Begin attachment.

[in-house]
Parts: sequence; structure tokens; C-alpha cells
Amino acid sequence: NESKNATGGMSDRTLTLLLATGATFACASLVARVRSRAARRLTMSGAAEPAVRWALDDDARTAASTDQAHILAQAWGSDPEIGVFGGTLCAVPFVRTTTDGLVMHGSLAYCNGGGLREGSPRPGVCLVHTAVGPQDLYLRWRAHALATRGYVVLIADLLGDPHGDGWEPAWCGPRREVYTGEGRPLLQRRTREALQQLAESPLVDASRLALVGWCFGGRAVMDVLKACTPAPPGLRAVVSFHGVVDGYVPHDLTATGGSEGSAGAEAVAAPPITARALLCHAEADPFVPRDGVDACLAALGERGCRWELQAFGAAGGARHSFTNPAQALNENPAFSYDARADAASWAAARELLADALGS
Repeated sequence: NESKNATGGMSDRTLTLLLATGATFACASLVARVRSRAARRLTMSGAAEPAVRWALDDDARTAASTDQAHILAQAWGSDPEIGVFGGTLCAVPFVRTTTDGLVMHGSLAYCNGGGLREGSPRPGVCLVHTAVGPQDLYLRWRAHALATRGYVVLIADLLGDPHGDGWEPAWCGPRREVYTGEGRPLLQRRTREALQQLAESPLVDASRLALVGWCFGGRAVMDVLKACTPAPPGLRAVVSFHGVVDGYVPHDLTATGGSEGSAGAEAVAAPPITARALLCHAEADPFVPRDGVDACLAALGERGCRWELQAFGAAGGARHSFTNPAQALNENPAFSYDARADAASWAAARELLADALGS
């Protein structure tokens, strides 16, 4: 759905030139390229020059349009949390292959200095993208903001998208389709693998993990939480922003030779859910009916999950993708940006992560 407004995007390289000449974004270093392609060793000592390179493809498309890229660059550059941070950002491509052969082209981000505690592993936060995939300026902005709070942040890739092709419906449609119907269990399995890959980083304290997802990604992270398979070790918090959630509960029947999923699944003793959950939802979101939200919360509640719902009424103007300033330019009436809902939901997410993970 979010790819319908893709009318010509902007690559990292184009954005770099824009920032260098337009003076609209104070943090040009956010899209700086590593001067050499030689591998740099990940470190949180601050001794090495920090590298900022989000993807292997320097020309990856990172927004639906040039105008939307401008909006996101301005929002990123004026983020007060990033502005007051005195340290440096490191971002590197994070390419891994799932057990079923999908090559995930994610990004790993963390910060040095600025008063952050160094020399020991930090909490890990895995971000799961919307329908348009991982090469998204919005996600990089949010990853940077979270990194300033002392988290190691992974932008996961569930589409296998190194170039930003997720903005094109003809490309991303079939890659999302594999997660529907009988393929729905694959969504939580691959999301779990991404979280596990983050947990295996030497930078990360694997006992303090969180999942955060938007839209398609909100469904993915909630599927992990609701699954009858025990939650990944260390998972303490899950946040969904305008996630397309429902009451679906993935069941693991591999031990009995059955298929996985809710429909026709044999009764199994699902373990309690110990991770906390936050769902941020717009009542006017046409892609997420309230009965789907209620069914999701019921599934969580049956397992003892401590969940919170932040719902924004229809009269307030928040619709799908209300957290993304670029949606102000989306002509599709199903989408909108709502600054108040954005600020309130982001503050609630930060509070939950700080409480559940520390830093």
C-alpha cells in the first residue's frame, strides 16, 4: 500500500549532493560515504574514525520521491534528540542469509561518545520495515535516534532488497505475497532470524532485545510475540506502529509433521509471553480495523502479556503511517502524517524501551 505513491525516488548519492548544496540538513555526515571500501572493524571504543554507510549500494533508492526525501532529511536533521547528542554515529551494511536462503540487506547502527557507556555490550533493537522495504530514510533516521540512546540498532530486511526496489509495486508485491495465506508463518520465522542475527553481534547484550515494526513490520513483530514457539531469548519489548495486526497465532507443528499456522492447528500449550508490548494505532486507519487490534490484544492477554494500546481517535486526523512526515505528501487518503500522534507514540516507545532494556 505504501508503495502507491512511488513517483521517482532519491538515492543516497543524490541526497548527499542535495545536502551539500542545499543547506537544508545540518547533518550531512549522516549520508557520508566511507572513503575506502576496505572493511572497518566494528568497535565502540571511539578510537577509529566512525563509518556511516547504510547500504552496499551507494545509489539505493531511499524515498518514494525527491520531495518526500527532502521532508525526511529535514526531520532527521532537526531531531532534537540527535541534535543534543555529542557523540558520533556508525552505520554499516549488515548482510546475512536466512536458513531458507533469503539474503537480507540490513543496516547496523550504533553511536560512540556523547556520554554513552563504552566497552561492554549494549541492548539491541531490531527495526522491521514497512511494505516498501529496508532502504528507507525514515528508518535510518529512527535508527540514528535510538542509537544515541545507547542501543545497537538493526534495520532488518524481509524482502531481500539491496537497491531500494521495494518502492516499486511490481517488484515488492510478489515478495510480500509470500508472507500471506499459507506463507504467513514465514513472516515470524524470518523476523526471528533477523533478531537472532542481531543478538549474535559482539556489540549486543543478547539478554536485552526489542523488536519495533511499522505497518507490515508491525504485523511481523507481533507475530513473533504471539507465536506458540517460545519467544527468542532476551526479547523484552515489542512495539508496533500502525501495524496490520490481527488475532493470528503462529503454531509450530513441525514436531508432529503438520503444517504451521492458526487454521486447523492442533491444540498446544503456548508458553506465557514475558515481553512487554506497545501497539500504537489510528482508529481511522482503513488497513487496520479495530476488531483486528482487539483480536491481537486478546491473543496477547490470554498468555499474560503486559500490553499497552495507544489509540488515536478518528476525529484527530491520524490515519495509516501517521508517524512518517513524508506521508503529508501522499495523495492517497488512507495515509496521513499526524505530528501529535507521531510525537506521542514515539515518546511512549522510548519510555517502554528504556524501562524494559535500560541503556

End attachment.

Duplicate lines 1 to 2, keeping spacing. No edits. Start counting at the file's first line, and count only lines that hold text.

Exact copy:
[in-house]
Parts: sequence; structure tokens; C-alpha cells